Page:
Although the Washington Post daily Wonkbook (led by Max Ehrenfreund now that Young Ezra is gone) is supposed to provide a quick guide to the policy issues of the day, I frequently only scan it -- because, ironically enough, I'm too busy to dive into the data and don't like to take their word for it.
But today I saw this piece where they quoted Claire McCaskill's statements on why Bernie Sanders "can't appeal" to enough voters, and they added some links to support her statements:
A few weeks ago, Sen. Claire McCaskill (D-Mo.) gave three reasons why her colleague Bernie Sanders couldn't appeal to a broad group of voters, asThe Atlantic's Peter Beinart recounted.
She told MSNBC's "Morning Joe" that Sanders wanted a single-payer system in insurance and more generous entitlements and that he opposed free trade. Polls suggest that support for a single-payer system is limited to liberals, and while polls on expanding Social Security suggest the idea could win the support of a large majority, most Americans think that free trade has been good for the country.
First of all, I'm from Philly, where the Pew Charitable Foundations (Pew did the polling) is based. I've known people who worked for Pew, a foundation started by Sun Oil and which has a ton of money; I'm not quite sure I trust Pew. When I read their polls, I frequently shake my damn head.
Polls suggest that support for a single-payer system is limited to liberals.
Really? But what does the poll actually say? I was suspicious, because the polls used to attack Obamacare were fairly consistent: around 30% of the people who opposed it were angry that it didn't go far enough. So these Pew numbers smelled off.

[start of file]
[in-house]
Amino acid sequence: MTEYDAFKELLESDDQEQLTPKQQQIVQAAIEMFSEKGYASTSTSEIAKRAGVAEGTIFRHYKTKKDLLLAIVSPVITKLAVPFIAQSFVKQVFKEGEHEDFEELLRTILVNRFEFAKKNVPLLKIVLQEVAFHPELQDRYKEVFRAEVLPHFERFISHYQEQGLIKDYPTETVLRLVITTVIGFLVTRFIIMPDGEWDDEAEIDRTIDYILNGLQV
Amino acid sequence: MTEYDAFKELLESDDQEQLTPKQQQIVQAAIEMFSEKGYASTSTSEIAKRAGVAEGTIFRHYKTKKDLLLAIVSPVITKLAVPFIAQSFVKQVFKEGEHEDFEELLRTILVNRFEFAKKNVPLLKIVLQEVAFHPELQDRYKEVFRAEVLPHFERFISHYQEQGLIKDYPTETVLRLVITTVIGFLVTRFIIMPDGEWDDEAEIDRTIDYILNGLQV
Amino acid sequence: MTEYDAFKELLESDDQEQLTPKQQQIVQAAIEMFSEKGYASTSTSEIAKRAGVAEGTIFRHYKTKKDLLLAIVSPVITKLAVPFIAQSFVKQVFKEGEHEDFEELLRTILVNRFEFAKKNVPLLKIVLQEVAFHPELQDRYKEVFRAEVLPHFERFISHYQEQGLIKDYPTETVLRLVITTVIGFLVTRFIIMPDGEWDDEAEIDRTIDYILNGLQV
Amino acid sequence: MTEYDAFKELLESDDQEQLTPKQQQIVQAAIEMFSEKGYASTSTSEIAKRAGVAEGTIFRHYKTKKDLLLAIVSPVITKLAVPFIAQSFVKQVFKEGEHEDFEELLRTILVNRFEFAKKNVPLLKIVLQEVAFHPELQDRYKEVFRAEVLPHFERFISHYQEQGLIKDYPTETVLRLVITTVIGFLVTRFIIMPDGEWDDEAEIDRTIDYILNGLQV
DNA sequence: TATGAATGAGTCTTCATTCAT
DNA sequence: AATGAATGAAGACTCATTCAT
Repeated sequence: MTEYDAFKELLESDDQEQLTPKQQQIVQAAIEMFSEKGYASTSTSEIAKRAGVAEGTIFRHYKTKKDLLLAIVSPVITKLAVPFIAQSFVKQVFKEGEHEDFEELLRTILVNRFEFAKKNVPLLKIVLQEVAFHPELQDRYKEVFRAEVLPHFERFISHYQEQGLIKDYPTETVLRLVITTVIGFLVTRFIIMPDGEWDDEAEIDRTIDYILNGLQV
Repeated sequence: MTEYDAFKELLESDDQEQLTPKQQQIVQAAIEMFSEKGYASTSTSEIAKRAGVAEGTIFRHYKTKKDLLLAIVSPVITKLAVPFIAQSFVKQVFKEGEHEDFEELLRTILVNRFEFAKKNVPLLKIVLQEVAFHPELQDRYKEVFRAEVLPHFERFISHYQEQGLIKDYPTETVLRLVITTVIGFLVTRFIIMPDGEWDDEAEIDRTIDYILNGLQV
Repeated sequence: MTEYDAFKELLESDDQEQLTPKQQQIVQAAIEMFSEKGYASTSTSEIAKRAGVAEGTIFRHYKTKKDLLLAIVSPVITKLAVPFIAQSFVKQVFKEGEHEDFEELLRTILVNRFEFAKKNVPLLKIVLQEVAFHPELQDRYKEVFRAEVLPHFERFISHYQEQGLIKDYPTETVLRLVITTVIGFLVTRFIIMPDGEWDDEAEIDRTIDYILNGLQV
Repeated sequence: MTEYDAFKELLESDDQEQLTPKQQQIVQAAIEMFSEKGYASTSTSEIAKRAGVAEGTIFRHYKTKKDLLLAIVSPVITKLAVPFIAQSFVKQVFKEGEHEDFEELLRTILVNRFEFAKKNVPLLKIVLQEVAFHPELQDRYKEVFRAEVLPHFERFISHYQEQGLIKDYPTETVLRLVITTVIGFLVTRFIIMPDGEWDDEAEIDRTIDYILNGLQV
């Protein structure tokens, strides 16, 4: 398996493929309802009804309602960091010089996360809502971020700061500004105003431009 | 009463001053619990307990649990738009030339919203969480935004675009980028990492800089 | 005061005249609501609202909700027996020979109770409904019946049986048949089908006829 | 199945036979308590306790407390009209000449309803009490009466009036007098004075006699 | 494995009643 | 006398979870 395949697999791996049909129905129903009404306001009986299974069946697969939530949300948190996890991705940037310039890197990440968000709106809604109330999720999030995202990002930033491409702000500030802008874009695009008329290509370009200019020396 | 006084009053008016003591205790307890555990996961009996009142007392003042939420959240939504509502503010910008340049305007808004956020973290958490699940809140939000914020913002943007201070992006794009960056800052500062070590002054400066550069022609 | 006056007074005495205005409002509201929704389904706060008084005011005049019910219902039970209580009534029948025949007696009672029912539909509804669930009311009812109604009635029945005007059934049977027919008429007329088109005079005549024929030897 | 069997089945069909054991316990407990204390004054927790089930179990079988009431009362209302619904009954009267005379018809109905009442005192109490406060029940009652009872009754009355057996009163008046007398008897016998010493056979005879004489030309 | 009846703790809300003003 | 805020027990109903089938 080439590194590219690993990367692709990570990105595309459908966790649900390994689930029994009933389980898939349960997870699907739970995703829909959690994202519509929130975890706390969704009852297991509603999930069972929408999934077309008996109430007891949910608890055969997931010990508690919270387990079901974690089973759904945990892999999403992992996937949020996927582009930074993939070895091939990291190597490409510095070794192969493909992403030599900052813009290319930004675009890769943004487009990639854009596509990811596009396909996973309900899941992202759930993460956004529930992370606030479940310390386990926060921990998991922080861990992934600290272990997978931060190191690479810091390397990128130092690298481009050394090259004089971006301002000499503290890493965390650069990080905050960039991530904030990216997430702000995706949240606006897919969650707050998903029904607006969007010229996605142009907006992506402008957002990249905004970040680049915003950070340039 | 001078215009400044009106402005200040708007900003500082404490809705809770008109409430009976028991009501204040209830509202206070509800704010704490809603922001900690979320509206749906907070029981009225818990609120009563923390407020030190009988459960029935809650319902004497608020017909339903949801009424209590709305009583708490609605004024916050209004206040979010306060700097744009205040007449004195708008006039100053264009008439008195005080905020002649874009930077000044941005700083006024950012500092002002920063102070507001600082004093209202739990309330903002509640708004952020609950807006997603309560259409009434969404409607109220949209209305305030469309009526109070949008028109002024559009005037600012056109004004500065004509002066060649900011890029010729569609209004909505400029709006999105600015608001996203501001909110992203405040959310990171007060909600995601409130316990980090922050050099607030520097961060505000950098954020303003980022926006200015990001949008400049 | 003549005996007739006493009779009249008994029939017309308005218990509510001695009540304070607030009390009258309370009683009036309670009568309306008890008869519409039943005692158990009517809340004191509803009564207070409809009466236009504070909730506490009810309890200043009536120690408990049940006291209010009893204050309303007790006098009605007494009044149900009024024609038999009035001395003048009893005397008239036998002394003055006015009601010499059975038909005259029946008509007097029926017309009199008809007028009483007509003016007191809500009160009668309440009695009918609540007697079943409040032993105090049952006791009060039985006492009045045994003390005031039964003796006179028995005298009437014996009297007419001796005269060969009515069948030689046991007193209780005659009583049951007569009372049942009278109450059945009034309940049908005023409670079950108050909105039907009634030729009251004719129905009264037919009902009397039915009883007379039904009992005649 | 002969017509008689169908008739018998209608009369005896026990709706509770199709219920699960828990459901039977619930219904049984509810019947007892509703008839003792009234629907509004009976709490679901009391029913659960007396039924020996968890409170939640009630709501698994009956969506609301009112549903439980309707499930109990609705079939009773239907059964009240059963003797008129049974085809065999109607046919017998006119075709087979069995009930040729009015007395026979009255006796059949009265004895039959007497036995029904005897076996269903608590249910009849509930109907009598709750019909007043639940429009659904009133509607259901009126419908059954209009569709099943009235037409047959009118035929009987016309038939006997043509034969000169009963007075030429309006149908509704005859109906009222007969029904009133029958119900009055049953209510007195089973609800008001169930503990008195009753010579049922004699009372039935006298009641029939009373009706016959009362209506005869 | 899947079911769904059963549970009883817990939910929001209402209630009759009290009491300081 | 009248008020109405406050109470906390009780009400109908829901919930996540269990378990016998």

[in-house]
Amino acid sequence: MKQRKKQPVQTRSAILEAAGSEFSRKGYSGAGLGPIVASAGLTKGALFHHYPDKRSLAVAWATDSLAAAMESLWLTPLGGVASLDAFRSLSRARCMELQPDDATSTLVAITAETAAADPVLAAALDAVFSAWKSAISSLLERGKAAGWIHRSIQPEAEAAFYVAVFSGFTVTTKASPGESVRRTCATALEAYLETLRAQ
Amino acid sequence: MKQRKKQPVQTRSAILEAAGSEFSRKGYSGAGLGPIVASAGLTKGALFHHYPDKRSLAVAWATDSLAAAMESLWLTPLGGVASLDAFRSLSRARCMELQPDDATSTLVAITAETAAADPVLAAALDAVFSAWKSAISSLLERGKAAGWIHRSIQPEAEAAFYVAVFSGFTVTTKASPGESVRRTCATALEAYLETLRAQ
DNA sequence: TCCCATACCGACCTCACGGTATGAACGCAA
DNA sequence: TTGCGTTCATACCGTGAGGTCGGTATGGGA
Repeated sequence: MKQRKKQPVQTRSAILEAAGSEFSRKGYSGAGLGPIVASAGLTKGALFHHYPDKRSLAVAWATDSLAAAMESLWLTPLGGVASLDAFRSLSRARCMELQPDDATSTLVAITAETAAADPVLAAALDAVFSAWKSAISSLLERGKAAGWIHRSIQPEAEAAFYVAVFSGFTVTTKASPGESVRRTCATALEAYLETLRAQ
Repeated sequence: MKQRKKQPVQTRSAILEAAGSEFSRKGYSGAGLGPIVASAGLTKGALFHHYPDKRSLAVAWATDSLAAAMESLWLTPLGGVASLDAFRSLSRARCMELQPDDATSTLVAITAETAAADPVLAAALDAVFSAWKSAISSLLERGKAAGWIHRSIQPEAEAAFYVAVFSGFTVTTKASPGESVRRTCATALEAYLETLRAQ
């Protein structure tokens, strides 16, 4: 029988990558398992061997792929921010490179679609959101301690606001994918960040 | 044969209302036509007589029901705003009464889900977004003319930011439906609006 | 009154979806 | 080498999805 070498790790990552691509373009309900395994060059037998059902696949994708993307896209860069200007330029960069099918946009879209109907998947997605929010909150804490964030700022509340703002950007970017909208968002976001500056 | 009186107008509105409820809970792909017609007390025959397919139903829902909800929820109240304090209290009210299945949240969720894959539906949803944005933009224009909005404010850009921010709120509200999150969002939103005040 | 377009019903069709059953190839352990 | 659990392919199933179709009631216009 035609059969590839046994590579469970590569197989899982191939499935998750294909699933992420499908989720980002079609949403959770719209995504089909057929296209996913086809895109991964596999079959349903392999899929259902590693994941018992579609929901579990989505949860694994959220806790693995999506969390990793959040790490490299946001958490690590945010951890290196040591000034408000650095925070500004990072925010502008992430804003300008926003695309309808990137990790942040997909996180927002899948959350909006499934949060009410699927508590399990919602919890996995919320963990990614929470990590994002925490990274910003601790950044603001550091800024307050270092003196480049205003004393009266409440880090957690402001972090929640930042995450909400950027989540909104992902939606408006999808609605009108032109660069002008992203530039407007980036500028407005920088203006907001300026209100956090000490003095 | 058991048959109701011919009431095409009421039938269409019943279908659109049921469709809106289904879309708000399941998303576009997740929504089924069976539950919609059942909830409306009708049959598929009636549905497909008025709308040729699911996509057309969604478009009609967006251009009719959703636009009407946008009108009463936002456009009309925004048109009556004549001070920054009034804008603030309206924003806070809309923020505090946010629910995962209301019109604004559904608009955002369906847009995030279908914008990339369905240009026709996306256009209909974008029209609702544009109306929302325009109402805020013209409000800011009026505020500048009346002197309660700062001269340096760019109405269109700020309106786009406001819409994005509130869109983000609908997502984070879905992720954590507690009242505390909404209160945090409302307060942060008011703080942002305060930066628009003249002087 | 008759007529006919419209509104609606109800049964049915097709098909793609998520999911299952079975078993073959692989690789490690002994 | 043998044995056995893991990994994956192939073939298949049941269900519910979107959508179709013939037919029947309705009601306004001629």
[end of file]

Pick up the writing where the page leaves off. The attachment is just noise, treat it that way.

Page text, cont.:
...Roughly half – 54% – think health insurance “should be provided through a single national health insurance system run by the government.”
...Those who believe the government does have a responsibility to ensure health coverage were asked if health insurance should be provided through a mix of private insurance companies and the government, or if the government alone should provide insurance. The single-payer option was supported by 21%, while about as many (23%) favor a mix of public and private insurance.
It's all in the wording, as it is with any poll. See how they muddied the water by offering a combo platter? We can always read the analysis of the Progressive Change Campaign polling of likely 2016 voters done by Physicians for A National Health Plan and find a completely different conclusion:
This poll shows that the nation’s attitude towards single payer remains essentially unchanged. About four-fifths of Democrats support single payer, three-fifths of Republicans are opposed, and Independents remain evenly split. But what about the attitude towards the “public option” – allowing all Americans the choice of purchasing Medicare instead of private insurance?
Support for the option of a Medicare buy-in is strong across the political spectrum.
Then there's the other sticking point in this story:
Most Americans think free trade has been good for the country.
Um, not so much. Even Pew's own numbers show that the impact of trade agreements (which is what I call them, since there's no such animal as "free trade") is rather starkly split along class and economic lines.
Overall, somewhat more say their family’s finances have been helped (43%) than hurt (36%) by free trade agreements. Among those with family incomes of $100,000 or more, far more feel they have been helped (52%) than hurt (29%) financially. But among those in the lowest income group (less than $30,000), 38% say their finances have benefited from free trade agreements, while 44% say they have been hurt.
It sounds like rich people do like trade agreements -- probably because they have enough discretionary income to buy stocks. The rest of us? Not that much.
So my conclusion is, Claire McCaskill is full of centrist crap, that Bernie Sanders absolutely has strong support on these issues, and that maybe reading Wonkblog isn't as helpful as people think.
Now, I of all people can appreciate how easy it is to make mistakes -- but then, I don't work at a union job with paid staff, and maybe Wonkblog could be a little more careful with this kind of thing.